Copyright – Die Welt/Worldcrunch – Anna-Sophie Sieben
Important documents often exist only in digital format. But even storage devices have expiration dates. To safeguard personal data and avoid losing it, you should follow some basic rules.
Many of those who turn to Frank Meincke are desperate. Often, people come to him regarding photos, videos, emails, documents, invaluable memories or even their very livelihoods. Meincke is supposed to save lost data and restore it to people’s storage devices.
A U.S. citizen, Meincke owns a company located near Schwäbisch Hall in southern Germany, and his business is booming. “A lot of people know that they ought to secure their data, but they just don’t think about it — until, one day, the data is lost,” he says.
Meincke tells us stories of secretaries who accidentally trip over hard drive cables, of USB sticks that have been removed too quickly, of data that has been deleted by accident, or of a man who struck his laptop out of frustration.
The result was the same in all of these cases: The data was gone. But it is not always human error that leads to data being lost. CDs, DVDs, Blu-Rays, memory cards and hard drives do not last forever.
Material fatigue, production mistakes or bad luck
“It is not a question of if a storage device will break, but when it will break,” says Meincke.
Lutz Labs, editor at the computer magazine c’t, has concerned himself with the longevity of storage devices for a long time, and agrees with Meincke. His advice: Do not rely too much on the promises of manufacturers.
DVDs and Blu-Rays are a case in point. Theoretically speaking, they can last for several decades, but for this to be the case, they must be stored under ideal conditions. “They are sensitive to light and their surroundings cannot be too damp or too warm,” says Labs. And discs, of course, are sensitive to scratches. People who cannot provide these conditions for their DVDs and Blu-Rays will most likely face an untimely loss of data.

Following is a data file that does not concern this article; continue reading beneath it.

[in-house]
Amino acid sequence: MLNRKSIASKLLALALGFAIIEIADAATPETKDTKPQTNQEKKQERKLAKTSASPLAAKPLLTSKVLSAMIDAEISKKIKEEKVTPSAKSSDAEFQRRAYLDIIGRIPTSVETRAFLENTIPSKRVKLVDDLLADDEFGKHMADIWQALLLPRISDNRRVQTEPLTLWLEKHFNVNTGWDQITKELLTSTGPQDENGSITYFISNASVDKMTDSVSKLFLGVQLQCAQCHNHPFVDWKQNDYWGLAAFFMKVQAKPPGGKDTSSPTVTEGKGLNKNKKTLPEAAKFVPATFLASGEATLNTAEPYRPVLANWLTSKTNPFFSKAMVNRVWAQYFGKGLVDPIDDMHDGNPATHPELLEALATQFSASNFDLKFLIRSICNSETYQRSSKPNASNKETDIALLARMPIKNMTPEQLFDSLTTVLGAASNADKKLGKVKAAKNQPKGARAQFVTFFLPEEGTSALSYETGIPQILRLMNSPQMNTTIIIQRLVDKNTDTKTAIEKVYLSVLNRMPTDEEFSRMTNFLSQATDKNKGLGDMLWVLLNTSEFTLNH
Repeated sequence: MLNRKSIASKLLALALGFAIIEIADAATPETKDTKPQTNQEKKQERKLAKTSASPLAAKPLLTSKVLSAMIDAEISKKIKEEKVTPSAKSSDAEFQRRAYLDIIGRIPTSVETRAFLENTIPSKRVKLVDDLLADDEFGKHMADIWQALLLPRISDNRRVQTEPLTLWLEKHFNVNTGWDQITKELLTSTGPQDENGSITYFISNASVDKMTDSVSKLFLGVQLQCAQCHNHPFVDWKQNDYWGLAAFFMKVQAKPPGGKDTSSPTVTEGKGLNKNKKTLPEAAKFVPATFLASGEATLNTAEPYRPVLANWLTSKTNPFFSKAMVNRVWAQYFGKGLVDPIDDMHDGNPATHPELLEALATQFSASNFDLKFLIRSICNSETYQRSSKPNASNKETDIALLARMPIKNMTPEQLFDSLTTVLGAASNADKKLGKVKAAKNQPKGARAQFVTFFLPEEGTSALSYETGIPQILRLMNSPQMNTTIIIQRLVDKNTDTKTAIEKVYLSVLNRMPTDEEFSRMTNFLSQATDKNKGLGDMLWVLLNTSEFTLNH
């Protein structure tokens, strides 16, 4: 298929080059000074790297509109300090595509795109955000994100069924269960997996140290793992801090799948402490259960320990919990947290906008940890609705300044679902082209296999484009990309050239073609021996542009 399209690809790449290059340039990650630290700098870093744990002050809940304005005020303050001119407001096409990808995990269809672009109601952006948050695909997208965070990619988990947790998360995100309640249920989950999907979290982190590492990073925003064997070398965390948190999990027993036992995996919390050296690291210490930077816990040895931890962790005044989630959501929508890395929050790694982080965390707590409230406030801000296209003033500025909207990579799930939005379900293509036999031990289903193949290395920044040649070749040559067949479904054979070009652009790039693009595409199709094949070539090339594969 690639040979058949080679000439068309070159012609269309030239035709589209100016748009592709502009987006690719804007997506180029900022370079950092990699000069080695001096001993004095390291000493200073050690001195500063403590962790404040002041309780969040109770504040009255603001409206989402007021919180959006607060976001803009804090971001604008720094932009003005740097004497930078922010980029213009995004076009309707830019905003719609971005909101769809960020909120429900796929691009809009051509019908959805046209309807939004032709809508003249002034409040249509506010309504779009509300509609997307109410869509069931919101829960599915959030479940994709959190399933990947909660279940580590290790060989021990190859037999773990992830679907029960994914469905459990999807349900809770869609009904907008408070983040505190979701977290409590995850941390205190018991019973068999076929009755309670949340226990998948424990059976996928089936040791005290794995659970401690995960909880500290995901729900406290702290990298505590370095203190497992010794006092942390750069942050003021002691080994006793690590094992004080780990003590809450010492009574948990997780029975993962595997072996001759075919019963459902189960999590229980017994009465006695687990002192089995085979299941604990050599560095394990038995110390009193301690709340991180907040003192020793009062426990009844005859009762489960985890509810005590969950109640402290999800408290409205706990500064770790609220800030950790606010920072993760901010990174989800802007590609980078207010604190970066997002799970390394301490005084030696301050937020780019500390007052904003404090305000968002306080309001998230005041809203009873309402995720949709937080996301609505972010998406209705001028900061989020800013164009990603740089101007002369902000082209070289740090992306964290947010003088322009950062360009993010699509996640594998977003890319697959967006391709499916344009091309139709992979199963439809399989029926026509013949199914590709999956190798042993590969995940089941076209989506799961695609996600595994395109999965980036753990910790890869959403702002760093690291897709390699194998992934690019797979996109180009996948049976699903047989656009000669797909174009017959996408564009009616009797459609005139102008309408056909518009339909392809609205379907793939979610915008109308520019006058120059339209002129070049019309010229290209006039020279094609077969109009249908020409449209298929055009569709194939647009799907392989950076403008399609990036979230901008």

Similar rules apply to other storage devices. No one knows how long USB sticks, SSD drives or external hard drives actually last. “A hard drive usually lasts longer if it is not used too often,” says Labs. Nonetheless, it can break even if you don’t use it too often, due to material fatigue, production mistakes or simply bad luck.
But even if the storage device in question does last for the decades promised by manufacturers — or even for centuries — it does not mean that the data it contains is safe, says Werner Baur, who works at the Leibniz Supercomputing Centre in Munich, which specializes in long-term archiving of the kind needed at libraries and universities, for instance.
One of the problems is the fact that even if storage devices don’t break, they can simply become obsolete through ongoing technological innovation. “I had saved my PhD thesis to an old floppy disk, one of those huge, square-foot big things,” he tells us. “The manufacturer promised that it had a longevity of at least 30 years. But only a few years later, there were no more floppy disk drives available.”
His data was lost, which is why Baur recommends regularly copying data to new and more advanced storage devices. People should also strive to use the most up-to-date types of file formats, considering that what is currently in use can quickly become obsolete, making it more difficult to read saved data.
Which storage device is the most secure?
DVDs and Blu-Rays are rather unsuitable for permanent data storage, both because they are so sensitive and because of their relatively small storage capacity. Labs also recommends a cautious approach when it comes to USB sticks.
“USB sticks can suddenly stop working,” he says. This is due in large part to the frequently dubious quality of built-in flash drives.
Flash drives, which include the increasingly popular SSD drives, also present another disadvantage: “Data can actually disappear from a flash drive and be lost forever without the possibility of restoring it,” says Meincke. In such a worst-case scenario, even a data savior such as Meincke would not be able to help. It is much easier to restore data from classic hard drives, which is why he believes they are still the best option for storing data.
“External hard drives are the most sensible storage devices for your everyday needs,” agrees Labs.
Experts concur that the increasingly popular online storage devices, the so-called clouds, should never be a person’s sole storage device. What if the provider goes bankrupt one day, or is the target of a hacker attack?
This is how you store your data correctly
“The basic rule is that you should always make two full copies of your data, ideally on external hard drives, and store these separately,” says Labs.
Data specialist Meincke agrees, adding that “you should change your storage device every five years. It is safest to replace at least one of your hard drives every two-and-a-half years.”
In addition, at least one copy of your data should be stored offline. “This will allow you to have at least one backup copy if the data on your computer, in your network or in your cloud falls prey to a hacker attack or a Trojan virus,” says Meincke.
He also recommends producing security copies of everything on a regular basis by using services provided by Windows or Apple’s Time Machine. This will not only save single data files, but your entire system, and it will also correct potential hiccups.
Finally, says Meincke, do not forget to “check whether your data has really been saved.”